Is it really so hard or, perhaps more importantly, expensive, to make good games for children? I’m not so sure. Unlike the late 80s and early 90s, where videogames were still a raw, unknown quantity, publishers now have such a wide array of proven templates to build around, there’s no excuse for poor quality. I’m not advocating that all games must be good because it’s easy to do so, but what I am saying is that publishers should try. You can sense when a game’s been lovingly crafted, it’s an unidentifiable quality all gamers eventually develop the ability to see. It’s present in Travelers Tales' games, and was the heart and soul of many a game I played when I was young, despite the awful graphics and crab-hand controls.
Quantity, Over Quality
I suppose I should halt my assault on greedy publishers, and admit that their business strategy may have some worth involved. Good games don’t always sell, be they geared for children or adults. Beyond Good and Evil, a game I’d personally show to any of my younger relatives, failed to recoup its budget, let alone make a profit. Why should publishers invest their money in a game that might not sell? Sure, it might just mean only two money-baths a week for the corporate bigwigs, but the repercussions ripple further, into job losses further down. It’s a gamble, to invest millions in a game for children, when those very same kids might never notice it.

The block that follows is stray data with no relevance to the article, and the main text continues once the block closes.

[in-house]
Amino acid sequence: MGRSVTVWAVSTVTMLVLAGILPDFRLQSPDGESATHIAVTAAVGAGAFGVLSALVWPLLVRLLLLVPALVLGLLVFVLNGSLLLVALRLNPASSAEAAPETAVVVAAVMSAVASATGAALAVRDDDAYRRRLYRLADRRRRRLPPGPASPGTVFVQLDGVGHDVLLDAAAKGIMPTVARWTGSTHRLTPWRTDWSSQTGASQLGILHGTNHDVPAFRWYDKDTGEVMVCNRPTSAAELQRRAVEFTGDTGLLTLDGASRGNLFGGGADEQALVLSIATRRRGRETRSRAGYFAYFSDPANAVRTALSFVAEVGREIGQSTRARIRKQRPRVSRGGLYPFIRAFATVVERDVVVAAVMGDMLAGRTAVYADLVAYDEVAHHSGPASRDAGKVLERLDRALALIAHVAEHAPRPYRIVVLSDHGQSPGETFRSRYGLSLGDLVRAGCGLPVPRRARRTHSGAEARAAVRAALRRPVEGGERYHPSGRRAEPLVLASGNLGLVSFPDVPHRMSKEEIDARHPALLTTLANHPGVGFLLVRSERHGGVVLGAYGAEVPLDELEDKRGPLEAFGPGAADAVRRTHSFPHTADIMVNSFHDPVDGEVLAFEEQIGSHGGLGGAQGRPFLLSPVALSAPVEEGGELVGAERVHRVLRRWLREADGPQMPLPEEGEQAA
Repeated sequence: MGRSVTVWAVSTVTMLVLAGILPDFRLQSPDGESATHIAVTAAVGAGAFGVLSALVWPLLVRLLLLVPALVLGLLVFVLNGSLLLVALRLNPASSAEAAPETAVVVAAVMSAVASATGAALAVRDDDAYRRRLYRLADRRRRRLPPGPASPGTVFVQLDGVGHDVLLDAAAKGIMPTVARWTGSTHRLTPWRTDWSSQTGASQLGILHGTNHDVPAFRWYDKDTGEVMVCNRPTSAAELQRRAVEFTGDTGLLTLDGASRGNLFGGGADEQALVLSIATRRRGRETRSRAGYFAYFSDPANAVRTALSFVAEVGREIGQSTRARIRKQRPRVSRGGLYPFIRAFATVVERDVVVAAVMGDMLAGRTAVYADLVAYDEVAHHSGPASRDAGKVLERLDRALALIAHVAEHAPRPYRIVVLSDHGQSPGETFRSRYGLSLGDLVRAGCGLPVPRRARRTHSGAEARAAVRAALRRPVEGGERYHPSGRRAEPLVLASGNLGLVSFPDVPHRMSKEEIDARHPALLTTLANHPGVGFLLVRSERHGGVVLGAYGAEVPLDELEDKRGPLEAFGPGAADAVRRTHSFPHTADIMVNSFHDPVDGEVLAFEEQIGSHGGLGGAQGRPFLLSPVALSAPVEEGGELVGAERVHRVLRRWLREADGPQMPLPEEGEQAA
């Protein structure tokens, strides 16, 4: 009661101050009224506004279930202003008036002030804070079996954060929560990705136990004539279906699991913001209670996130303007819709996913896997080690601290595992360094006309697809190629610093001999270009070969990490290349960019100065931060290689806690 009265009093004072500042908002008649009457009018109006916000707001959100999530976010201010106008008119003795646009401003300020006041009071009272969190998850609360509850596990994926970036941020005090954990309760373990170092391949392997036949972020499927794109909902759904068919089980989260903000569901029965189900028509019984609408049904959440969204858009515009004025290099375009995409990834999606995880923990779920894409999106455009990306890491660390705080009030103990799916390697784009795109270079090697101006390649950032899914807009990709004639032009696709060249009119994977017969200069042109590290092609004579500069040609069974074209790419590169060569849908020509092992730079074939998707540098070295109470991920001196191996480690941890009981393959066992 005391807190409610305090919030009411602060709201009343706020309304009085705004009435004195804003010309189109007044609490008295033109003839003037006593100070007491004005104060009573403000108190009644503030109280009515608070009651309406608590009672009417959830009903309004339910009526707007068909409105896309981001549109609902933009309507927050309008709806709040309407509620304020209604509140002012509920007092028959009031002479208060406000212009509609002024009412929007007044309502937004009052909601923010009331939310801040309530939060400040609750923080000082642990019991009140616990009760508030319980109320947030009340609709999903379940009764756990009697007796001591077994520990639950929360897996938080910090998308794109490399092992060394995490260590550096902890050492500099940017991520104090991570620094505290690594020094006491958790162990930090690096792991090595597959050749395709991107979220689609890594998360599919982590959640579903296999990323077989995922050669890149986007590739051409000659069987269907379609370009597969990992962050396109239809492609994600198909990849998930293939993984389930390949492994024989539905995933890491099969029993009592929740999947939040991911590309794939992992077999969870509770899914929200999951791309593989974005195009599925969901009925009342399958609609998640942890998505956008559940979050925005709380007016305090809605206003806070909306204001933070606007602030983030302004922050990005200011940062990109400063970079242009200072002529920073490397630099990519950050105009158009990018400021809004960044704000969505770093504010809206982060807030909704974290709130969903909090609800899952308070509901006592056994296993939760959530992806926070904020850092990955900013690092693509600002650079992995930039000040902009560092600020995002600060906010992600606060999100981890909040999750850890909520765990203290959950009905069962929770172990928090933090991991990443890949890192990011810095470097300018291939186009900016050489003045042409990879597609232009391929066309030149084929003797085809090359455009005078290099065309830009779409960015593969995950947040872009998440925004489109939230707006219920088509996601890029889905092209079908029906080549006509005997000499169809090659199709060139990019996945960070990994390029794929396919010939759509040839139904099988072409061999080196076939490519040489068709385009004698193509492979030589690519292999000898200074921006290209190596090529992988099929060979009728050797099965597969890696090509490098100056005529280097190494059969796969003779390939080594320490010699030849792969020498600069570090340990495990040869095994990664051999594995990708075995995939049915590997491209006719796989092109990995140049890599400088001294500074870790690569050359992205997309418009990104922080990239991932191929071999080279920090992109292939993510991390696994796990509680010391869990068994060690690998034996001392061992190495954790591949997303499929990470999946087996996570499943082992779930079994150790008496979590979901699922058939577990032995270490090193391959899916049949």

And thus, the market is saturated. That fear has propelled countless poor games onto shelves, in the vain hope that if you fire enough bullets, you’re sure to hit something. But as Predator proved, you can unload a million bullets into the jungle, but you’re not certain to hit your target. Terrible, and slightly irrelevant, anecdotes aside, whatever good games for children there are, run the risk of drowning beneath the piles of sales fodder churned out every year.
But at least, where adult games are concerned, we are seeing that good games are selling. Bioshock, an underwater dystopian tale about clashing morality and philosophy with mutants thrown in for good measure, sold over a million copies. Hardcore gamers tend to recognise quality, and respond in kind. But with Kinect and Move massing on the horizon, and the deluge of motion-control themed games set to rise exponentially, the future doesn’t look bright.